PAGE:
Facts About Phosgene Oxime
What phosgene oxime is
- Phosgene oxime is a manufactured chemical warfare agent.
- Phosgene oxime is a type of agent called an urticant or nettle agent. This is because on contact with the skin, it produces intense itching and a rash similar to hives.
- Phosgene oxime is also referred to as a corrosive agent because of the type of skin and tissue damage it causes.
- Phosgene oxime was first produced in 1929, but it has never been used on the battlefield. Specific information on this chemical is very limited.
- Phosgene oxime is colorless in its solid form and yellowish-brown when it is a liquid.
- Phosgene oxime has a disagreeable, irritating odor.
- Phosgene oxime is also known by its military designation, “CX.”
Where phosgene oxime is found and how it is used
- Although phosgene oxime has been produced only as a chemical warfare agent, it has never been used during wartime.
- Phosgene oxime is not found naturally in the environment.
- Phosgene oxime vapor is heavier than air, so it will settle in low-lying areas.
- Phosgene oxime does not last in the environment for very long. It breaks down in soil within 2 hours when temperatures are normal, and it breaks down in water within a few days.
How people can be exposed to phosgene oxime
- People’s risk for exposure depends on how close they are to the place where the phosgene oxime was released.
- If phosgene oxime gas is released into the air, people can be exposed through skin contact or eye contact. They may also be exposed by breathing air that contains phosgene oxime.
- If phosgene oxime liquid is released into water, people can be exposed by touching or drinking water that contains phosgene oxime.
- If phosgene oxime liquid comes into contact with food, people can be exposed by eating the contaminated food.
- People can be exposed directly by coming in contact with liquid phosgene oxime
How phosgene oxime works
- The extent of poisoning that phosgene oxime causes depends on the amount of phosgene oxime to which a person is exposed, how the person is exposed, and the length of time of the exposure.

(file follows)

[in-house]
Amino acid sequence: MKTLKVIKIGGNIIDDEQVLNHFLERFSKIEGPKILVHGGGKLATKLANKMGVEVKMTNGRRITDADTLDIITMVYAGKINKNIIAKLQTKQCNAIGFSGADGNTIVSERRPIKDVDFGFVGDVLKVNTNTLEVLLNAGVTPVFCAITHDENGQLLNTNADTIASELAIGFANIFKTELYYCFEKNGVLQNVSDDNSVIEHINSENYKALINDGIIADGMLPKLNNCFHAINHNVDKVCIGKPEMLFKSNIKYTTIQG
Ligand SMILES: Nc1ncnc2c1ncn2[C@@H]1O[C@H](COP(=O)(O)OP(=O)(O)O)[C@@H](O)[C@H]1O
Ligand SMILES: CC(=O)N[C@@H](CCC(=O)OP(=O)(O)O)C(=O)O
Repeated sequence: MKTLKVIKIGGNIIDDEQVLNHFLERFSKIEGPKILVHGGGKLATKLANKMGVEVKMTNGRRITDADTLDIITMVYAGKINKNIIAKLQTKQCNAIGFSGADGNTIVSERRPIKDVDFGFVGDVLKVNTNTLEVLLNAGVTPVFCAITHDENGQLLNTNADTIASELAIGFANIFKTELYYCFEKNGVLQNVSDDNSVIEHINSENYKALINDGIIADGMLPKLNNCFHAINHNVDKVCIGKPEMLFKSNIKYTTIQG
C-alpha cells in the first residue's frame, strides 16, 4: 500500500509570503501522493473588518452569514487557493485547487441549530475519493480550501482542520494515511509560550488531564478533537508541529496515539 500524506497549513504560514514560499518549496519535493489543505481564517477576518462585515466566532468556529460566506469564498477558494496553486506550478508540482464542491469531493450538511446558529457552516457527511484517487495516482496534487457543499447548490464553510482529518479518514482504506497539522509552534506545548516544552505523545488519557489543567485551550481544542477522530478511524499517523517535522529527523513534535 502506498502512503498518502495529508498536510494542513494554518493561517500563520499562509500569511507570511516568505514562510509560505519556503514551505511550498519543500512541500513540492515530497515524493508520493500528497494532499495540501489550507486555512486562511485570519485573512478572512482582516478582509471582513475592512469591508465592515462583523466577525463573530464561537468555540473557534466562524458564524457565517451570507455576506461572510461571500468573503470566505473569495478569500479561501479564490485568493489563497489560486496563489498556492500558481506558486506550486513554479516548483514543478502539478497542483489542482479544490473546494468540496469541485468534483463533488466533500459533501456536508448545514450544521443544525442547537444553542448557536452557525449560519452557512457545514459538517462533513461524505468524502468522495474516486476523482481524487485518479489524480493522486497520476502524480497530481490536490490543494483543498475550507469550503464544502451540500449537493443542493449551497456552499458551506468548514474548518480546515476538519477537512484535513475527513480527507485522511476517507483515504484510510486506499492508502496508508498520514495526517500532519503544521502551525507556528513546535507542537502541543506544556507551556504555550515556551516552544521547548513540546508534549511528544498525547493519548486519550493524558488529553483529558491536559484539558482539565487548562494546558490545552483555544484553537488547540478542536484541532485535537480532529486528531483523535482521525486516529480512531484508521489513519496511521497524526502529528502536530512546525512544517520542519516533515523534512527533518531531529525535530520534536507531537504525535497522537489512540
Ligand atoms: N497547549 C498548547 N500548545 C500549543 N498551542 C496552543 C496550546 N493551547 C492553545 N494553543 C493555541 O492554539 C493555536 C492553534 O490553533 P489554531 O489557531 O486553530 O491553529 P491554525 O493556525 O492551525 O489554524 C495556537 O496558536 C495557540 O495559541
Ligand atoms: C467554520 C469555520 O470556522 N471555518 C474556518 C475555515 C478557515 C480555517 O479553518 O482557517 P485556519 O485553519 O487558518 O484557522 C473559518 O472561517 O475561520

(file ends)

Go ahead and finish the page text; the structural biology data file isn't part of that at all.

- Phosgene oxime produces instant and almost unbearable pain on exposed skin and exposed eyes. When inhaled, it causes immediate irritation to the respiratory (breathing) tract.
- Phosgene oxime can penetrate clothing and rubber faster than other chemical warfare agents.
Immediate signs and symptoms of phosgene oxime exposure
- Signs and symptoms occur immediately following a phosgene oxime exposure.
- Phosgene oxime can have the following effects on specific parts of the body:
- Skin: pain occurring within a few seconds, and blanching (whitening) of the skin surrounded by red rings occurring on the exposed areas within 30 seconds. Within about 15 minutes, the skin develops hives. After 24 hours, the whitened areas of skin become brown and die, and then a scab is formed. Itching and pain may continue throughout the healing process.
- Eyes: severe pain and irritation, tearing, and possibly temporary blindness.
- Respiratory tract: immediate irritation to the upper respiratory tract, causing runny nose, hoarseness, and sinus pain. Absorbing phosgene oxime through the skin or inhaling it may result in fluid in the lungs (pulmonary edema) with symptoms of shortness of breath and cough.
- Digestive tract: no information exists on digestive tract effects in humans.
- Showing these signs or symptoms does not necessarily mean that a person has been exposed to phosgene oxime.
What the long-term health effects may be